The stylish and comfortable Google Pixel Buds are among the better wireless headphones that I’ve used. But even so, they fall a little shorter from hitting the mark than most of the best wireless headphones available today due to some limitations that might limit the appeal for some.
For example, Google Assistant, one of the Pixel Buds’ marquee features works only with phones running Android Marshmallow or higher. Fast pairing the Buds via Bluetooth – another neat trick – only works on phones with Android Nougat and Android Oreo. Next, the awesome Google Translate feature that can decode a foreign language to make you feel at home wherever you are in the world is limited to the Google Pixel and Google Pixel 2 phones. Leave it to Google to heavily fragment something as simple as a set of headphones.
Wireless headphones demand tradeoffs in exchange for snipping the cable, plain and simple, however the Pixel Buds demand more than the usual set of wireless headphones. And unfortunately for most, these don’t pan out as the best option available. But looking past these tradeoffs, which will be easier for some more than others, these earbuds are solid performers both in the battery and sound departments.
If you’re the owner of a relatively new Android smartphone and are after a set of supremely chic, forward-thinking headphones, Google’s first attempt impress just enough to make them worth the $160 price tag. But if you own an iPhone X, or just want a more comfortable, intuitive set of headphones, the Apple AirPods or any of the other options on our list of best true wireless headphones will suit you better.
The Pixel Buds arrive in an unassuming fabric clamshell enclosure that doubles as its charging base. While it might come across as cheap feeling, it easily slides into a pocket, and if you’re a Google loyalist, it will look the part sitting next to the mesh-detailed Google Home Mini.
Pulling the headphones from their case doesn’t require much grace, though putting them back requires you to learn how to correctly lasso the braided cable to make things fit nicely. All of us have dealt with cables before, so this isn't really a con, just a stark reminder that the Pixel Buds aren’t true wireless headphones like Apple AirPods.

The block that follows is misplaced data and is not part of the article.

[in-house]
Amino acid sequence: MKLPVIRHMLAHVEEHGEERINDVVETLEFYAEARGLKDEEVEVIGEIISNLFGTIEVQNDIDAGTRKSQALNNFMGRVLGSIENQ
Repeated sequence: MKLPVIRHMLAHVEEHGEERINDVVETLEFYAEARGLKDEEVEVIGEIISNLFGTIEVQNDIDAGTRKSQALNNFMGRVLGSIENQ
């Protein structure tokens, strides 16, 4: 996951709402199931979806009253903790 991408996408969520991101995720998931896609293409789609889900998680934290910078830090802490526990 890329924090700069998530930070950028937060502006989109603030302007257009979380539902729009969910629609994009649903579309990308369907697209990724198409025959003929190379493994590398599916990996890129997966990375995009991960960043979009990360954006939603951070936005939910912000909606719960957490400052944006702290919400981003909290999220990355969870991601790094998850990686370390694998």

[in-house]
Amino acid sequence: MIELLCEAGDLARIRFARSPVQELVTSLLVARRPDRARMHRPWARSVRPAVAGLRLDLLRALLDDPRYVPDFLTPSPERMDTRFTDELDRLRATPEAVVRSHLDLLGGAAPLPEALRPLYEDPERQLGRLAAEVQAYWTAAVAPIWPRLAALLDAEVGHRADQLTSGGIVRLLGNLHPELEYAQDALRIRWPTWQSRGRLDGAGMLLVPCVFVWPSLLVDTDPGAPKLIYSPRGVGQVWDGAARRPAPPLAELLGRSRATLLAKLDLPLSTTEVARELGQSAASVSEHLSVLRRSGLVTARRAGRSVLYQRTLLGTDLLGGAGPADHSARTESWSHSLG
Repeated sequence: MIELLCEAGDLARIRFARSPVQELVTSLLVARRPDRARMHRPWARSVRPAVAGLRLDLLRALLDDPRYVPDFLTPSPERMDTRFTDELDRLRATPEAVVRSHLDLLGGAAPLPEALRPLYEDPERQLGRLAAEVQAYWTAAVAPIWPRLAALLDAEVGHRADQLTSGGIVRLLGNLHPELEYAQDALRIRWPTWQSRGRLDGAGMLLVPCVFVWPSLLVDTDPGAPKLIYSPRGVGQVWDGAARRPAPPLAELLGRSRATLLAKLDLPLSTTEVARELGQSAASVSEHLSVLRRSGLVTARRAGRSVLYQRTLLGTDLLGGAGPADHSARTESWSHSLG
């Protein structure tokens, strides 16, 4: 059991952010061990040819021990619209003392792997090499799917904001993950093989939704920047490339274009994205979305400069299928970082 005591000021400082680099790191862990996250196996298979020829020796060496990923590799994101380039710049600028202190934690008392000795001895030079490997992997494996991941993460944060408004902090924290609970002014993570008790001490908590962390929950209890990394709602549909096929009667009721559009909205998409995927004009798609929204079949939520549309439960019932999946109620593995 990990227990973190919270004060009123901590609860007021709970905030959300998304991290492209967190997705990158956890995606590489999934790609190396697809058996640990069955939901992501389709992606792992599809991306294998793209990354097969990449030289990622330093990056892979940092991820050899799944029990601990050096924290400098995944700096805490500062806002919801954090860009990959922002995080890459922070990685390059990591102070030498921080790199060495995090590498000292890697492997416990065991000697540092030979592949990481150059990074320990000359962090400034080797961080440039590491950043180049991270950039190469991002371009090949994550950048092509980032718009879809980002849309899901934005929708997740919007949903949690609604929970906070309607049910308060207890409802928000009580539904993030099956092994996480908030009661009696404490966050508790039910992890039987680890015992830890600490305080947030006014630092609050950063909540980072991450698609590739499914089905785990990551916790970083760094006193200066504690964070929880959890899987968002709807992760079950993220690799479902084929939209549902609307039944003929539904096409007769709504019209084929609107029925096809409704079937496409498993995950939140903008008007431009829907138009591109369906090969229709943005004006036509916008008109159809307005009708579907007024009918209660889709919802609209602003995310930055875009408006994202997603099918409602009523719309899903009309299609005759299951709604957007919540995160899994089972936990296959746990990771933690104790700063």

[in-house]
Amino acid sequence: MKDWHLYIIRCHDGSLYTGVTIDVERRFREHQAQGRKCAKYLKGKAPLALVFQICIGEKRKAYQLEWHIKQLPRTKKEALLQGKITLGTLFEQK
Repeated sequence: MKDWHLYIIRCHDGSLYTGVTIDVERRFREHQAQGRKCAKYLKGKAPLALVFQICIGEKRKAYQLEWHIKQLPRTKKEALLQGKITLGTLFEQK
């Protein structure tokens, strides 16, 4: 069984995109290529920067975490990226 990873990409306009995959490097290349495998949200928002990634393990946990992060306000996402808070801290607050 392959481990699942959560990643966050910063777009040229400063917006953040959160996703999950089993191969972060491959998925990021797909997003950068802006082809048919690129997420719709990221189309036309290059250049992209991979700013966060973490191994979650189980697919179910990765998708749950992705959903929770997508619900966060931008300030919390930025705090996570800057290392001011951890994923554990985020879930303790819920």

From the moment that the case is opened, it begins searching for a device to connect to. A brief glimpse at the instructions told me to enable Bluetooth on the Google Pixel 2 XL that I use. As I did just that, I was pinged with a notification to setup the Pixel Buds, then I was ready to go.
The Pixel Buds rest gently in the outer ear and don’t slide into your ear canal, which allows noise from the outside world to slip into the mix of your music. This isn’t a bad thing if you’re perusing around a city and want to remain vigilant as a pedestrian, but these aren’t the best option for concentrating on a task. Aside from the absence of noise isolation, the biggest nitpick I have against their design is that Google didn’t include a clip on the cord to grip onto your shirt. It’s all too common for the cable to feel like it’s tugging at one of the buds.
These headphones operate via touch and voice control with only the right earbud housing the guts to perform these tasks. To pause, play or to pick up a call, a single tap on this earbud’s plastic exterior will execute a command. Raising volume requires a forward swipe and the reverse motion lowers it. If you want to check in on your notifications or get an audible glimpse at upcoming calendar events, double tap the earbud.
Summoning Google Assistant is simple, and fun, too: just hold a finger to the right earbud and talk, then let go once you’re finished. This works to bark commands, like to skip songs, which doesn't (but totally should) have its own physical buttons on the Pixel Buds. It also works for responding to messages. Shortly after you receive a text or a Hangout message, hold a finger to the earbud and respond verbally to add to the conversation. It’d be great if the Pixel Buds received the same sort of customizable treatment seen with the AirPods, which allow you to customize which commands are triggered by a gesture.
Connecting them to other devices in my vicinity, like a MacBook Pro and an iPhone SE was fairly painless, but required another glimpse at the instruction booklet. Pressing an almost-invisible button inside of the case will put the Pixel Buds, only once nestled into said case, in pairing mode.